Research Article: Negative interferences by calcium dobesilate in the detection of five serum analytes involving Trinder reaction-based assays

Date Published: February 12, 2018

Publisher: Public Library of Science

Author(s): Xiuzhi Guo, Li’an Hou, Yicong Yin, Jie Wu, Fang Zhao, Liangyu Xia, Xinqi Cheng, Qian Liu, Li Liu, Ermu Xu, Ling Qiu, Hilda Luna-Záizar.

http://doi.org/10.1371/journal.pone.0192440

Abstract

Previously, we reported the strong negative interference of calcium dobesilate, a vasoprotective agent, in creatinine assays involving the Trinder reaction. It is hypothesized that a similar effect occurs in the detection of uric acid (UA), total cholesterol (TC), triglycerides (TG), high-density lipoprotein cholesterol (HDL-C), and low-density lipoprotein cholesterol (LDL-C). The interferences of calcium dobesilate during the detection of the five serum analytes were investigated on automated systems/analysers, and the effects were compared among eight different assay systems for each analyte. A calcium dobesilate standard was added into two sets of the blank serum pools of each analyte at final concentrations of 0, 2, 4, 8, 16, 32, and 64 μg/mL. The percentage deviation of each analyte value was calculated between each drug concentration and the drug-free samples. The clinically acceptable error levels for UA, TC, TG, HDL-C, and LDL-C were defined as ±4.87%, ±4.1%, ±9.57%, ±5.61%, and ±5.46%, respectively. The observed interference was concentration dependent for each analyte. In the presence of 16 μg/mL calcium dobesilate, which was within the therapeutic range, all seven Trinder reaction-based UA assay systems, two TG assay systems, two HDL-C assay systems and one TC assay system exhibited negative drug interferences. Calcium dobesilate negatively interferes with the detection of UA, TG, TC, and HDL-C in assay systems based on the Trinder reaction. The effect was most significant in UA and TG detection.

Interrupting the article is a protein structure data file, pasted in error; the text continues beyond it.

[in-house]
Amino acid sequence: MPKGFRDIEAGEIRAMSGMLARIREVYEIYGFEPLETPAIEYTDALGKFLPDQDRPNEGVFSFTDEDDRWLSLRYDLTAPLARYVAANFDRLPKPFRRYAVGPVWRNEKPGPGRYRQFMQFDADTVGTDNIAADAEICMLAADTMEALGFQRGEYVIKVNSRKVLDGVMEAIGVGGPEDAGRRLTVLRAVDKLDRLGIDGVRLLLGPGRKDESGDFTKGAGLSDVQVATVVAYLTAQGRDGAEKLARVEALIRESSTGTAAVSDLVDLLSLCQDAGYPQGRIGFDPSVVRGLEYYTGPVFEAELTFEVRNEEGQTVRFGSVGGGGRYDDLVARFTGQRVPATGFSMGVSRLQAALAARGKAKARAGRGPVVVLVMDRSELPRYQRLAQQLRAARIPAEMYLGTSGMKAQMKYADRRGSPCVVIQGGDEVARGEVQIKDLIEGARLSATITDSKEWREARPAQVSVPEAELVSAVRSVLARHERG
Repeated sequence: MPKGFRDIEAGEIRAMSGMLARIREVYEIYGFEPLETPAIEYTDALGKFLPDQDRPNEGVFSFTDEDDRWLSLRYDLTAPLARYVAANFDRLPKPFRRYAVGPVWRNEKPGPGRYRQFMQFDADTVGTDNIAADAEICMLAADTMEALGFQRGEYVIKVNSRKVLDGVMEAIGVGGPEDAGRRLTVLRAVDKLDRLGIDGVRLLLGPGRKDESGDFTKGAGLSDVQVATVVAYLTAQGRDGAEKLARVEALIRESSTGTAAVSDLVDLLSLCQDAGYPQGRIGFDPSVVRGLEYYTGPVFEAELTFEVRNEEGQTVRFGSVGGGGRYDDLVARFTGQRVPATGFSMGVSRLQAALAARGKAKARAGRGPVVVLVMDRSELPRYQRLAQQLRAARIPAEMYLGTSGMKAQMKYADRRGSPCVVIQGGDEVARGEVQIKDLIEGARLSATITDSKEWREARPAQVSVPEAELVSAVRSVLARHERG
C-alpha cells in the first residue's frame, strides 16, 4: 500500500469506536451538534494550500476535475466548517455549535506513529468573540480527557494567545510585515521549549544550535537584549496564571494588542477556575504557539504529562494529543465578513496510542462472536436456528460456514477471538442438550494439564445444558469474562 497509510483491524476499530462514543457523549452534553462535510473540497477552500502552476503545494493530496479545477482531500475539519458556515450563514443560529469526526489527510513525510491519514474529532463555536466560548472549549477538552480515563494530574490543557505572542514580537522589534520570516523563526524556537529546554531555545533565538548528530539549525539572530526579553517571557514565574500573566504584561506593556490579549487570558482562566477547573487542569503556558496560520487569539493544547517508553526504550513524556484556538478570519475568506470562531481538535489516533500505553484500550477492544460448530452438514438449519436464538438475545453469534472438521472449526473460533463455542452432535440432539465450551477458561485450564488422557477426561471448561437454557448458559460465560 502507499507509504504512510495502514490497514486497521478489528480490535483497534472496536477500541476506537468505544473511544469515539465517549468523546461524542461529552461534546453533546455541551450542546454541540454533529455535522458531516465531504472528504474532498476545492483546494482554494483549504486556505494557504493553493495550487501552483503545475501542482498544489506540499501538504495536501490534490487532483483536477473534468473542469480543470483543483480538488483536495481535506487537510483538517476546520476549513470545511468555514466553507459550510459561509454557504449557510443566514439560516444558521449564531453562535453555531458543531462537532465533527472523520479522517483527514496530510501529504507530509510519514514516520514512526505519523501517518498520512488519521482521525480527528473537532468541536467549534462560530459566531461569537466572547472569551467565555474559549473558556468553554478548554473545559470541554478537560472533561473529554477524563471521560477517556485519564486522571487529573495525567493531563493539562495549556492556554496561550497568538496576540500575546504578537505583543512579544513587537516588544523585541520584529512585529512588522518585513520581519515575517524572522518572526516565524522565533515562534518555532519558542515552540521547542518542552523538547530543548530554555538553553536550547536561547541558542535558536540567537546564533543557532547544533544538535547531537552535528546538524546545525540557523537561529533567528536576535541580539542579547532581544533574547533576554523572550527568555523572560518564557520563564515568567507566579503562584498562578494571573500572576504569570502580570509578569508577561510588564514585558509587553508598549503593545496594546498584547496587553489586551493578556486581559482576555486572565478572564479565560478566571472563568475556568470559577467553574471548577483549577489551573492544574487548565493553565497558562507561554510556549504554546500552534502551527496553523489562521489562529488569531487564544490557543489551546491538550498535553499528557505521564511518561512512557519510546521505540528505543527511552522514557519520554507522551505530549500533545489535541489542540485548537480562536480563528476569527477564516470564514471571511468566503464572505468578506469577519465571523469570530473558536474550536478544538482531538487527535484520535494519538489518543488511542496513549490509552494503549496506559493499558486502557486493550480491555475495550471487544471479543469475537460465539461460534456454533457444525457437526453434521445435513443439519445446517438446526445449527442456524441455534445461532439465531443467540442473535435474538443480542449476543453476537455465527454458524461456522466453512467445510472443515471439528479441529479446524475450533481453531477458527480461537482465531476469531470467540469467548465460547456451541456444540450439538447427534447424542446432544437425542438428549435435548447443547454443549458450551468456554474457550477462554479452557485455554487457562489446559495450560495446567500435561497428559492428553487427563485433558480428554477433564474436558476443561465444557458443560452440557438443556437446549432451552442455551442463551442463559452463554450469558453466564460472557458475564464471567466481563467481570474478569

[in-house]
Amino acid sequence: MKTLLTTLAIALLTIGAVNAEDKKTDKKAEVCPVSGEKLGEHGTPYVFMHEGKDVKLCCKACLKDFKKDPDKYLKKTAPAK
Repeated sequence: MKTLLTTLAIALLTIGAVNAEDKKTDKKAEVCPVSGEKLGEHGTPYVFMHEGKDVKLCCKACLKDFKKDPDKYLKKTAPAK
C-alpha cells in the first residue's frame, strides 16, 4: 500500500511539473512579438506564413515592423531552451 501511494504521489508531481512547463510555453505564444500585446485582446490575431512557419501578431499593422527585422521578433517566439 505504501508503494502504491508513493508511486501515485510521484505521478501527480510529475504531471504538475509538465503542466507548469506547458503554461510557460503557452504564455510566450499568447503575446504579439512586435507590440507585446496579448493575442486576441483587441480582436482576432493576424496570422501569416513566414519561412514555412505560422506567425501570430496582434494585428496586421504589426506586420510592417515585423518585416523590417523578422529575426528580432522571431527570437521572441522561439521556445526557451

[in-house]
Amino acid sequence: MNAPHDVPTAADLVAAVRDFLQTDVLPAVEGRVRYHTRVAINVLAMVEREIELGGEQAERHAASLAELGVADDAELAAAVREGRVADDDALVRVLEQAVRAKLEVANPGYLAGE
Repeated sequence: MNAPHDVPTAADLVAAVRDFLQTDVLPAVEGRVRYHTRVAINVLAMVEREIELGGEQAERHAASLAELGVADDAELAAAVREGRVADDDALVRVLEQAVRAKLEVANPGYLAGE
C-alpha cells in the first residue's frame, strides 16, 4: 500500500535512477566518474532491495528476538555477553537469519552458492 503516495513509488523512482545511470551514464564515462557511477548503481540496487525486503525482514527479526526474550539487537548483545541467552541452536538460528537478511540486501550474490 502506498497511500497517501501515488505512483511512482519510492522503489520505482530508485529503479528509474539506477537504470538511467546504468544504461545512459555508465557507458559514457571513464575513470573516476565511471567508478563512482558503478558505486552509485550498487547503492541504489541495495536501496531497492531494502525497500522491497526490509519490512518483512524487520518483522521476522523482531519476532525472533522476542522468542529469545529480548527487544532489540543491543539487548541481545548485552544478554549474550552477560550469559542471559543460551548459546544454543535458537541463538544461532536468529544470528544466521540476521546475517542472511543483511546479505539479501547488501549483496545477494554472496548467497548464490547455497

Partial Text

The Trinder reaction is a fundamental process employed in a variety of clinical biochemical tests. Currently, Trinder-coupled chromogenic reactions are used for the determination of creatinine (Cr), uric acid (UA), cholesterol, and triglycerides (TG). Originally, phenol was used as the chromogenic agent for the Trinder reaction. With the application of a number of alternative chromogenic materials, such as 2,4-dichlorophenol, the sensitivity of this method has been improved significantly. However, due to the poor substrate specificity of catalytic peroxidase for the Trinder reaction, multiple substances, such as ascorbic acid [1,2], etamsylate [3], N-acetylcysteine [4], and bilirubin [5], can interfere with the assay’s results. Recently, we confirmed that the medication calcium dobesilate produces significant negative interferences with the determination of creatinine using sarcosine oxidase-based assays, and the extent of interference differs significantly among the different assay systems [6].